26. Martin IR, Vigne E, Berthold F et al (2018) The 50 distal amino acids of the 2AHP homing protein of Grapevine fanleaf virus elicit a hypersensitive reaction on Nicotiana occidentalis. Mol Plant Pathol 19:731–743. CrossRefGoogle Scholar
  27. Masinde EA, Mkamillo G, Ogendo JO et al (2018) Genotype by environment interactions in identifying cassava (Manihot esculenta Crantz) resistant to cassava brown streak disease. Field Crop Res 215:39–48. CrossRefGoogle Scholar
  28. Minicka J, Rymelska N, Elena SF et al (2015) Molecular evolution of Pepino mosaic virus during long-term passaging in different hosts and its impact on virus virulence. Ann Appl Biol 166:389–401. CrossRefGoogle Scholar
  29. Obrepalska-Steplowska A, Zmienko A, Wrzesinska B et al (2018) The defense response of Nicotiana benthamiana to peanut stunt virus infection in the presence of symptom exacerbating satellite RNA. Viruses 10:449. CrossRefGoogle Scholar
  30. Osterbaan LJ, Choi J, Kenney J et al (2019) The identity of a single residue of the RNA-dependent RNA polymerase of grapevine fanleaf virus modulates vein clearing symptoms in Nicotiana benthamiana. Mol Plant-Microbe Interact.
  31. Pallas V, García JA (2011) How do plant viruses induce disease? Interactions and interference with host components. J Gen Virol 92:2691–2705CrossRefGoogle Scholar
  32. Paudel DB, Sanfaçon H (2018) Exploring the diversity of mechanisms associated with plant tolerance to virus infection. Front Plant Sci 9:1575. CrossRefGoogle Scholar
  33. Qiu Y, Zhang Y, Hu F, Zhu S (2017) Characterization of siRNAs derived from cucumber mosaic virus in infected tobacco plants. Arch Virol 162:2077–2082. CrossRefGoogle Scholar
  34. Qiu Y, Zhang Y, Wang C et al (2018) Cucumber mosaic virus coat protein induces the development of chlorotic symptoms through interacting with the chloroplast ferredoxin I protein. Sci Rep 8:1205. CrossRefGoogle Scholar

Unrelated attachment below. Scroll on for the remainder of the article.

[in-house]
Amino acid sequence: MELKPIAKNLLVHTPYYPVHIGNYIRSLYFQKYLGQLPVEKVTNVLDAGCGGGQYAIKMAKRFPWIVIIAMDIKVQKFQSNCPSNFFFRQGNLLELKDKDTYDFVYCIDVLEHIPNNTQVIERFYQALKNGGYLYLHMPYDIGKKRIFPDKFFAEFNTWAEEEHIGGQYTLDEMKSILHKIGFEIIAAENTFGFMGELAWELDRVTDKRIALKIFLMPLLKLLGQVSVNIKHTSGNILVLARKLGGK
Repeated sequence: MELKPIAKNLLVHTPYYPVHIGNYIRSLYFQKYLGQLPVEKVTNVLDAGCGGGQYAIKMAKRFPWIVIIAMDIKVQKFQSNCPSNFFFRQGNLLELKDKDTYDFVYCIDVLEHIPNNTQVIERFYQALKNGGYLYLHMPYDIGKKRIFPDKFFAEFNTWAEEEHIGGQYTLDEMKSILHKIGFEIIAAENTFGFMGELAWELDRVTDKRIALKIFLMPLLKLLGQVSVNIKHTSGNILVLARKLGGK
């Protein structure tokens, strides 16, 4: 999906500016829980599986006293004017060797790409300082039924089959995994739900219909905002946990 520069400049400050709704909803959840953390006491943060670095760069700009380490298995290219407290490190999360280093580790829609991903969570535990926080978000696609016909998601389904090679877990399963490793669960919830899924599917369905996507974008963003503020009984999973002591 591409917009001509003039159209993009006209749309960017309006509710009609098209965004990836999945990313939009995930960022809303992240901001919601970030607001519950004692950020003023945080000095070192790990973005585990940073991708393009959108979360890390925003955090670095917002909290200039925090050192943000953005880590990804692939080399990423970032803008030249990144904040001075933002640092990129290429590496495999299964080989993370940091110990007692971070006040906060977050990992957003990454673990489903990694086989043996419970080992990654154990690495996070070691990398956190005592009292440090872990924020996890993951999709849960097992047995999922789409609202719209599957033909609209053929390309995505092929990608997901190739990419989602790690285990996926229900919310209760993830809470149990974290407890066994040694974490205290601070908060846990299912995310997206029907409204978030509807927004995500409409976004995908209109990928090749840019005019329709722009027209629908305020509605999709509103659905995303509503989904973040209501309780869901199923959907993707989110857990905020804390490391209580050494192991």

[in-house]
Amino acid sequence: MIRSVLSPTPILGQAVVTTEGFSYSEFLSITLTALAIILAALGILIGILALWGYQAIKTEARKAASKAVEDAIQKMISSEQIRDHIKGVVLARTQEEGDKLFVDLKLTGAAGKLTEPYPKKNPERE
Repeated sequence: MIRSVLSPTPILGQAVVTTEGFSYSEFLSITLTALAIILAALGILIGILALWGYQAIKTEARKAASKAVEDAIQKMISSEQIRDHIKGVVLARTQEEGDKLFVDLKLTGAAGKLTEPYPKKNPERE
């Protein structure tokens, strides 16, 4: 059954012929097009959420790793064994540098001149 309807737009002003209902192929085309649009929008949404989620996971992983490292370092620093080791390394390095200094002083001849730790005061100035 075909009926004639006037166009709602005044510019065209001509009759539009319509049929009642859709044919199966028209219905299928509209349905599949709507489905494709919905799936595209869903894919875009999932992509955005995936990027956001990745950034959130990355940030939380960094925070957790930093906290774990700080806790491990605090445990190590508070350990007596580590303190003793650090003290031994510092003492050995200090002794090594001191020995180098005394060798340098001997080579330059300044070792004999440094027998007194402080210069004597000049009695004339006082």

35. Ramesh SV, Williams S, Kappagantu M et al (2017) Transcriptome-wide identification of host genes targeted by tomato spotted wilt virus-derived small interfering RNAs. Virus Res 238:13–23. CrossRefGoogle Scholar
  36. Robaglia C, Caranta C (2006) Translation initiation factors: a weak link in plant RNA virus infection. Trends Plant Sci 11:40–45. CrossRefGoogle Scholar
  37. Rodríguez-Cerezo E, Klein PG, Shaw JG (1991) A determinant of disease symptom severity is located in the 3′-terminal noncoding region of the RNA of a plant virus. Proc Natl Acad Sci 88:9863–9867. CrossRefGoogle Scholar
  38. Rong W, Wang X, Wang X et al (2018) Molecular and ultrastructural mechanisms underlying yellow dwarf symptom formation in wheat after infection of barley yellow dwarf virus. Int J Mol Sci 19:1187. CrossRefGoogle Scholar
  39. Salánki K, Kiss L, Gellért Á, Balázs E (2011) Identification a coat protein region of cucumber mosaic virus (CMV) essential for long-distance movement in cucumber. Arch Virol 156:2279–2283. CrossRefGoogle Scholar
  40. Sánchez F, Manrique P, Mansilla C et al (2015) Viral strain-specific differential alterations in Arabidopsis developmental patterns. Mol Plant-Microbe Interact 28:1304–1315. CrossRefGoogle Scholar
  41. Selman I, Grant SA (1957) The influence of temperature and daylength on spotted wilt virus disease of tomato. Ann Appl Biol 45:312–317. CrossRefGoogle Scholar
  42. Seo J-K, Kwak H-R, Choi B et al (2017) Movement protein of broad bean wilt virus 2 serves as a determinant of symptom severity in pepper. Virus Res 242:141–145. CrossRefGoogle Scholar
  43. Shi B, Lin L, Wang S et al (2016) Identification and regulation of host genes related to Rice stripe virus symptom production. New Phytol 209:1106–1119. CrossRefGoogle Scholar
  44. Shimura H, Pantaleo V, Ishihara T et al (2011) A viral satellite RNA induces yellow symptoms on tobacco by targeting a gene involved in chlorophyll biosynthesis using the RNA silencing machinery. PLoS Pathog 7:1–12. CrossRefGoogle Scholar